Sood, David Gorenstein, Ph.D., deputy director of The Brown Foundation Institute of Molecular Medicine for the Prevention of Human Diseases at UTHealth, Gabriel Lopez-Berestein, M.D., professor of Experimental Therapeutics at MD Anderson, and Mauro Ferrari, Ph.D., president and CEO of The Methodist Hospital Research Institute, are co-principal investigators of the center.
Ovarian cancer is the fourth-leading cause of cancer death among women. The NCI estimates 13,850 will die of the disease in 2010. Pancreatic cancer is the fifth-leading cause of cancer death, with 36,800 expected fatalities this year. There is no early detection strategy for either disease.
“Our understanding of the natural and physical barriers that impede development of drugs guides the advancement of our nanomedicine approaches for the prevention and personalized treatment of cancer,” said Lopez-Berestein, who pioneered the field of nanomedicine in 1995 with a version of the antifungal drug amphotericin B encapsulated in a liposomal nanoparticle.
“This is a triumph of the multi-institutional collaborations fostered and developed over several years with the Alliance for NanoHealth in Houston,” said Ferrari, who is president of the alliance of Houston-area research institutions. “It’s the fifth large center we’ve been able to fund in the last four years. This unparalleled success speaks volumes about the primacy of Houston-area institutions in both cancer and nanotechnology, and our ability to work together.”
In addition to being accomplished developers of nanoparticles, the team also has expertise in research about and treatment of pancreatic and ovarian cancers, drug development, moving ideas from the lab to clinical trials (translational research), as well as entrepreneurial experience forming local spin-off companies and working with existing pharmaceutical and biotech companies to broadly distribute new therapies.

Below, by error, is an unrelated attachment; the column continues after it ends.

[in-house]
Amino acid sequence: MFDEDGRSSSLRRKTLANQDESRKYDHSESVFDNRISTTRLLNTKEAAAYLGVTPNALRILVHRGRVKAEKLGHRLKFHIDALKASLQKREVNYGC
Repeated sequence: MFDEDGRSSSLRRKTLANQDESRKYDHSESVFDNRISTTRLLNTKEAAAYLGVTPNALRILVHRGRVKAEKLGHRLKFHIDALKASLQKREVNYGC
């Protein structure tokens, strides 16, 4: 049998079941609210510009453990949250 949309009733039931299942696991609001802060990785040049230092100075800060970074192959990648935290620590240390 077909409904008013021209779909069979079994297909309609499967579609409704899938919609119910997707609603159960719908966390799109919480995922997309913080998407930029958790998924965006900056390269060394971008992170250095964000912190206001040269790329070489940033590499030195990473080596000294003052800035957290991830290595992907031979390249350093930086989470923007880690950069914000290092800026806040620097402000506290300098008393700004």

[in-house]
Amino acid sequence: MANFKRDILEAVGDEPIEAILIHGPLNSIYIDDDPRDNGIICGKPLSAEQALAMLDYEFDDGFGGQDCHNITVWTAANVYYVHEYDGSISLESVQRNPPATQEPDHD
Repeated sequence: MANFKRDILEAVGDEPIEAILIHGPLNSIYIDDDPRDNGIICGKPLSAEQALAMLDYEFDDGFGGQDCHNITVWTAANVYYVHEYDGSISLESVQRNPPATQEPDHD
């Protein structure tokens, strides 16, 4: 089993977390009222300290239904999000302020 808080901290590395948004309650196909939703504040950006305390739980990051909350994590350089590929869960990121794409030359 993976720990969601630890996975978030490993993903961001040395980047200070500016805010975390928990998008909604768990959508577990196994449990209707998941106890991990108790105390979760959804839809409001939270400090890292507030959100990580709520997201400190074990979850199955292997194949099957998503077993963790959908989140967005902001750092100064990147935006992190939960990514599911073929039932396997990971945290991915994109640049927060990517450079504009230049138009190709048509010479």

Center researchers have an extensive record of collaboration among themselves and strong connections to other nanotechnology experts. […]
The NIH grant records are listed here:
“As a Principal Investigator of the proposed TCCN, Dr. Mauro Ferrari is Chairman of the Department of Nanomedicine and Biomedical Engineering (nBME). Dr. Ferrari holds concurrent faculty appointments at MDACC (tenured Full Professor, Experimental Therapeutics), Rice University (Bioengineering) and UT Austin (Biomedical Engineering), and is the President of the Alliance for NanoHealth (ANH). Dr. Ferrari is trained in mathematics, mechanical engineering and medicine. He is a recognized leader in the development and applicafion of biomedical nanotechnology. Among many awards he received. Dr. Ferrari is the recipient of the DoD CDMRP Breast Cancer Research Program’s Innovator Award in 2008. Co-leading the TCCN as Principal Invesfigator is Dr. Anil K. Sood of MDACC, Professor and Director ofthe Blanton-Davis Ovarian Cancer Research Program in the Departments of Gynecologic Oncology and Cancer Biology. He is also the Director of the Center for RNA Interference and Non-Coding RNA at MDACC. Dr. Sood is a renowned physician scienfist known for his research on the systemic in vivo siRNA delivery using biocompafible nanoparticles and development of novel anti-vascular therapeufic approaches. Dr. Gabriel Lopez-Berestein Is the third Principal Investigator, and is currently Professor of Medicine and Cancer Biology, Department of Experimental Therapeutics, Division of Cancer Medicine, MDACC;Executive Director, PDC at MDACC and Adjunct Professor at Rice University (Bioengineering). Dr. Lopez-Berestein is a widely recognized expert in the field of liposomal therapeufics and in translafional research. TCCN Administrative Core will be advised by Dr. Raymond DuBois, Other Significant Contributor of TCCN and Provost/Executive Vice President of MDACC. Drs. Ferrari, Sood, and Lopez-Berestein will lead the TCCN from the perspecfives of applied nanotechnology, clinical oncology, and translational work for pharmaceutical development, respectively.”
In 2018, incidentally soon after that grant programme ended, with Ferrari, Sood and Lopez-Beerestein successfully paving the way to curing cancer with nanotechnology, Ferrari stepped down as President and CEO of Houston Methodist and accepted a most modest job of Chief Commercialization Officer, and retired in 2019. To become ERC president.
So far, of the entire Sood-Ferrari collaboration, only one of their 5 common papers was flagged on PubPeer for a duplicated figure.